Some investors rely on dividends for growing their wealth, and if you’re one of those dividend sleuths, you might be intrigued to know that Orrstown Financial Services, Inc. (NASDAQ:ORRF) is about to go ex-dividend in just three days. Investors can purchase shares before the 31st of July in order to be eligible for this dividend, which will be paid on the 10th of August.
Orrstown Financial Services’s next dividend payment will be US$0.17 per share. Last year, in total, the company distributed US$0.68 to shareholders. Looking at the last 12 months of distributions, Orrstown Financial Services has a trailing yield of approximately 4.9% on its current stock price of $13.92. We love seeing companies pay a dividend, but it’s also important to be sure that laying the golden eggs isn’t going to kill our golden goose! That’s why we should always check whether the dividend payments appear sustainable, and if the company is growing.
If a company pays out more in dividends than it earned, then the dividend might become unsustainable – hardly an ideal situation. Orrstown Financial Services paid out a comfortable 31% of its profit last year.
When a company paid out less in dividends than it earned in profit, this generally suggests its dividend is affordable. The lower the % of its profit that it pays out, the greater the margin of safety for the dividend if the business enters a downturn.
Have Earnings And Dividends Been Growing?
Businesses with shrinking earnings are tricky from a dividend perspective. Investors love dividends, so if earnings fall and the dividend is reduced, expect a stock to be sold off heavily at the same time. With that in mind, we’re discomforted by Orrstown Financial Services’s 11% per annum decline in earnings in the past five years. Ultimately, when earnings per share decline, the size of the pie from which dividends can be paid, shrinks.
Many investors will assess a company’s dividend performance by evaluating how much the dividend payments have changed over time. Orrstown Financial Services’s dividend payments per share have declined at 2.5% per year on average over the past 10 years, which is uninspiring. While it’s not great that earnings and dividends per share have fallen in recent years, we’re encouraged by the fact that management has trimmed the dividend rather than risk over-committing the company in a risky attempt to maintain yields to shareholders.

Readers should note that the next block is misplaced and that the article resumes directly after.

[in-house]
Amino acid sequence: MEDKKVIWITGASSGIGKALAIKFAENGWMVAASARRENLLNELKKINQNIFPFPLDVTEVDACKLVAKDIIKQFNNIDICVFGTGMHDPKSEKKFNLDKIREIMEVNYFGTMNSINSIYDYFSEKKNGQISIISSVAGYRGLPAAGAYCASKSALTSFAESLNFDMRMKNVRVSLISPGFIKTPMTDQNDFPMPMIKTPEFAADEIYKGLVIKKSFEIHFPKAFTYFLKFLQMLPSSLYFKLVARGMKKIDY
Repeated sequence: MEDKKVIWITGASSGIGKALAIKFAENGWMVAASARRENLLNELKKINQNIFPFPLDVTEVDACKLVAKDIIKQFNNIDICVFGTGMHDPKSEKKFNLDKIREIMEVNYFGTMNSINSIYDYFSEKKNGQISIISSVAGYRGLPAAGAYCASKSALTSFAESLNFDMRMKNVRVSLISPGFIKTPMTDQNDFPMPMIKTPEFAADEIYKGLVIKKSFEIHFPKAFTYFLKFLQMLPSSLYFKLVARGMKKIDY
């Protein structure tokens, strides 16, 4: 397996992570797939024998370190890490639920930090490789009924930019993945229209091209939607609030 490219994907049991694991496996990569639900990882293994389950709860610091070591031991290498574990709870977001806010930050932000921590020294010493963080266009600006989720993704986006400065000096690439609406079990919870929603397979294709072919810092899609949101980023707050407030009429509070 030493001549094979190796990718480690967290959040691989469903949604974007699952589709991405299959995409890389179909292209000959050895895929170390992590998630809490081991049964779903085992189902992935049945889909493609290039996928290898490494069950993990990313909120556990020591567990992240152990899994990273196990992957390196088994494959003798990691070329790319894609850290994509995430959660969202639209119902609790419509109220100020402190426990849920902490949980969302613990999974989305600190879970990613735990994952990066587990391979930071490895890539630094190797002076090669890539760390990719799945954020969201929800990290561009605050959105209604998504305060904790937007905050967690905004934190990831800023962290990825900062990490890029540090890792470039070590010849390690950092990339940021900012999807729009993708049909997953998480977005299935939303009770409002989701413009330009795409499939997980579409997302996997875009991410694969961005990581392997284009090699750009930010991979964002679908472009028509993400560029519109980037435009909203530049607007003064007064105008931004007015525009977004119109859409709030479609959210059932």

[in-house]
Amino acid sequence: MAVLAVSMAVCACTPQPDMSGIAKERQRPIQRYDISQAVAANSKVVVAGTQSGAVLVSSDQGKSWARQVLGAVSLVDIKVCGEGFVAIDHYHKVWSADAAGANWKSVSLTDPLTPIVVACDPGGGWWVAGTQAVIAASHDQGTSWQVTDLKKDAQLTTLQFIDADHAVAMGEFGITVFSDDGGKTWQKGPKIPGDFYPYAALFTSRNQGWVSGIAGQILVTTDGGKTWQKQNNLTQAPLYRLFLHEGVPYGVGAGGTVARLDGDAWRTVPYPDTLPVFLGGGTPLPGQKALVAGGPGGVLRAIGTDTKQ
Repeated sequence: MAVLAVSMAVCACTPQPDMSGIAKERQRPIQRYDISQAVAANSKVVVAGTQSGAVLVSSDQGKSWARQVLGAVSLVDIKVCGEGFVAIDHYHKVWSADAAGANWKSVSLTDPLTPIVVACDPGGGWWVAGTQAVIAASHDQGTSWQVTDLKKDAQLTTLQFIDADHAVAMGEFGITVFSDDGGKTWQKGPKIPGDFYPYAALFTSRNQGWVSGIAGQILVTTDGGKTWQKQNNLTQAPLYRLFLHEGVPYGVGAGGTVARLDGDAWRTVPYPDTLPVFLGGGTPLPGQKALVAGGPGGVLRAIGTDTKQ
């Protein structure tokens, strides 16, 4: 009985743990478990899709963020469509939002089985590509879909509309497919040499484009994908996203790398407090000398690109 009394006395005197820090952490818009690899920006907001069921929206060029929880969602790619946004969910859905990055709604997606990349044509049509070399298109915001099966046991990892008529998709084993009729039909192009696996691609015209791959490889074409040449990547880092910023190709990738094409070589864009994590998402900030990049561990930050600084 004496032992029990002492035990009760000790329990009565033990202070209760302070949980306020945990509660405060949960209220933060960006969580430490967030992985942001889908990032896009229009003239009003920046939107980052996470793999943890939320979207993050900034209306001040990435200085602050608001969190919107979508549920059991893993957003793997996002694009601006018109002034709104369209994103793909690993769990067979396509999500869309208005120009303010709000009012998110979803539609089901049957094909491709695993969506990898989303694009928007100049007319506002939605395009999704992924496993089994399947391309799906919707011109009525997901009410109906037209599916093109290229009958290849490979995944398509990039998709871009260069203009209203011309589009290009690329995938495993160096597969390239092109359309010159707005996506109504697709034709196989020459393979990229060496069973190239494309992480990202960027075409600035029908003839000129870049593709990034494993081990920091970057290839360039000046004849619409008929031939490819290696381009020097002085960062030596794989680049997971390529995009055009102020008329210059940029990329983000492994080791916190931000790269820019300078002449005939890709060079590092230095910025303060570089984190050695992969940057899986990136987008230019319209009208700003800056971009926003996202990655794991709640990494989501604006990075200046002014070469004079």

To Sum It Up
Should investors buy Orrstown Financial Services for the upcoming dividend? Earnings per share have shrunk noticeably in recent years, although we like that the company has a low payout ratio. This could suggest a cut to the dividend may not be a major risk in the near future. It might be worth researching if the company is reinvesting in growth projects that could grow earnings and dividends in the future, but for now we’re on the fence about its dividend prospects.
If you want to look further into Orrstown Financial Services, it’s worth knowing the risks this business faces. For example, Orrstown Financial Services has 2 warning signs (and 1 which is significant) we think you should know about.
A common investment mistake is buying the first interesting stock you see. Here you can find a list of promising dividend stocks with a greater than 2% yield and an upcoming dividend.
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This article by Simply Wall St is general in nature. It does not constitute a recommendation to buy or sell any stock, and does not take account of your objectives, or your financial situation. We aim to bring you long-term focused analysis driven by fundamental data. Note that our analysis may not factor in the latest price-sensitive company announcements or qualitative material. Simply Wall St has no position in any stocks mentioned.
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